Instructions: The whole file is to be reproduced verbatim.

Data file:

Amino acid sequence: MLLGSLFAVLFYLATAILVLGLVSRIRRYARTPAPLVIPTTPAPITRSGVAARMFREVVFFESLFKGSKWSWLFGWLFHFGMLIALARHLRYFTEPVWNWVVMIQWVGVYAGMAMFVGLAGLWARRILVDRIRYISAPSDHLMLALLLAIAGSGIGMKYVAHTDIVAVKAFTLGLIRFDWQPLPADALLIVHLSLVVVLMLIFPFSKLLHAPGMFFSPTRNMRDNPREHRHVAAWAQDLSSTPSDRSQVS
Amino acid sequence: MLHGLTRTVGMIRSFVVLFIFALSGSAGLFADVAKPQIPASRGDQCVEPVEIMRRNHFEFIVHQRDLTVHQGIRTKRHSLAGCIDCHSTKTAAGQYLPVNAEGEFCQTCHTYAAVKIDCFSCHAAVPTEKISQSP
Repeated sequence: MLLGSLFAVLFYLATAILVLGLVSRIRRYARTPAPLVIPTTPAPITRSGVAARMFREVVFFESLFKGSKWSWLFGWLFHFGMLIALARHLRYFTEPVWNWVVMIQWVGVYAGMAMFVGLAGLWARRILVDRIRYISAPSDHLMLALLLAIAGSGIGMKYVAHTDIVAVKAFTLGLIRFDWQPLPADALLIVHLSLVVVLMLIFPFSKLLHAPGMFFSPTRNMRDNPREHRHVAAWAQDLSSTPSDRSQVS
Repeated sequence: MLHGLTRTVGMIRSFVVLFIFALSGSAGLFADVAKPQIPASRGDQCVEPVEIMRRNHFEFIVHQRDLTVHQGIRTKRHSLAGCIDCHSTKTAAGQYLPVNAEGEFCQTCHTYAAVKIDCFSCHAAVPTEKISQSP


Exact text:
Amino acid sequence: MLLGSLFAVLFYLATAILVLGLVSRIRRYARTPAPLVIPTTPAPITRSGVAARMFREVVFFESLFKGSKWSWLFGWLFHFGMLIALARHLRYFTEPVWNWVVMIQWVGVYAGMAMFVGLAGLWARRILVDRIRYISAPSDHLMLALLLAIAGSGIGMKYVAHTDIVAVKAFTLGLIRFDWQPLPADALLIVHLSLVVVLMLIFPFSKLLHAPGMFFSPTRNMRDNPREHRHVAAWAQDLSSTPSDRSQVS
Amino acid sequence: MLHGLTRTVGMIRSFVVLFIFALSGSAGLFADVAKPQIPASRGDQCVEPVEIMRRNHFEFIVHQRDLTVHQGIRTKRHSLAGCIDCHSTKTAAGQYLPVNAEGEFCQTCHTYAAVKIDCFSCHAAVPTEKISQSP
Repeated sequence: MLLGSLFAVLFYLATAILVLGLVSRIRRYARTPAPLVIPTTPAPITRSGVAARMFREVVFFESLFKGSKWSWLFGWLFHFGMLIALARHLRYFTEPVWNWVVMIQWVGVYAGMAMFVGLAGLWARRILVDRIRYISAPSDHLMLALLLAIAGSGIGMKYVAHTDIVAVKAFTLGLIRFDWQPLPADALLIVHLSLVVVLMLIFPFSKLLHAPGMFFSPTRNMRDNPREHRHVAAWAQDLSSTPSDRSQVS
Repeated sequence: MLHGLTRTVGMIRSFVVLFIFALSGSAGLFADVAKPQIPASRGDQCVEPVEIMRRNHFEFIVHQRDLTVHQGIRTKRHSLAGCIDCHSTKTAAGQYLPVNAEGEFCQTCHTYAAVKIDCFSCHAAVPTEKISQSP